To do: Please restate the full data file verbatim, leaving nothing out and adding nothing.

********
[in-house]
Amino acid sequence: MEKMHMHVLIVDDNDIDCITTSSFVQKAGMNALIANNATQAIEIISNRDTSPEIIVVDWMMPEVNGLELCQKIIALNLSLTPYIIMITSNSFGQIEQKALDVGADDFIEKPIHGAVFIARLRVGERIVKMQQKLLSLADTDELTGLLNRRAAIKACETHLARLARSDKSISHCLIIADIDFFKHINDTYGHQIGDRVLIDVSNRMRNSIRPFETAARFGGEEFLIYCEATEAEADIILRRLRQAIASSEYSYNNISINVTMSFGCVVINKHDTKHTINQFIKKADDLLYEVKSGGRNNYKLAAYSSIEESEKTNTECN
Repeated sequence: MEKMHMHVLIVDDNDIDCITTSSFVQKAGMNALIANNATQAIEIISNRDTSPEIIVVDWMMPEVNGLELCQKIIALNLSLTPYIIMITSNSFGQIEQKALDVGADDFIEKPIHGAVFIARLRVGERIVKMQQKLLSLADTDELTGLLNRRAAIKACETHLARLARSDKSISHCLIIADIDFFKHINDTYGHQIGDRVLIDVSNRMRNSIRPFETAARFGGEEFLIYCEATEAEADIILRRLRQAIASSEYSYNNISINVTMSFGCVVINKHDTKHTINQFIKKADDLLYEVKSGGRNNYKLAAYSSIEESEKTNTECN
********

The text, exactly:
[in-house]
Amino acid sequence: MEKMHMHVLIVDDNDIDCITTSSFVQKAGMNALIANNATQAIEIISNRDTSPEIIVVDWMMPEVNGLELCQKIIALNLSLTPYIIMITSNSFGQIEQKALDVGADDFIEKPIHGAVFIARLRVGERIVKMQQKLLSLADTDELTGLLNRRAAIKACETHLARLARSDKSISHCLIIADIDFFKHINDTYGHQIGDRVLIDVSNRMRNSIRPFETAARFGGEEFLIYCEATEAEADIILRRLRQAIASSEYSYNNISINVTMSFGCVVINKHDTKHTINQFIKKADDLLYEVKSGGRNNYKLAAYSSIEESEKTNTECN
Repeated sequence: MEKMHMHVLIVDDNDIDCITTSSFVQKAGMNALIANNATQAIEIISNRDTSPEIIVVDWMMPEVNGLELCQKIIALNLSLTPYIIMITSNSFGQIEQKALDVGADDFIEKPIHGAVFIARLRVGERIVKMQQKLLSLADTDELTGLLNRRAAIKACETHLARLARSDKSISHCLIIADIDFFKHINDTYGHQIGDRVLIDVSNRMRNSIRPFETAARFGGEEFLIYCEATEAEADIILRRLRQAIASSEYSYNNISINVTMSFGCVVINKHDTKHTINQFIKKADDLLYEVKSGGRNNYKLAAYSSIEESEKTNTECN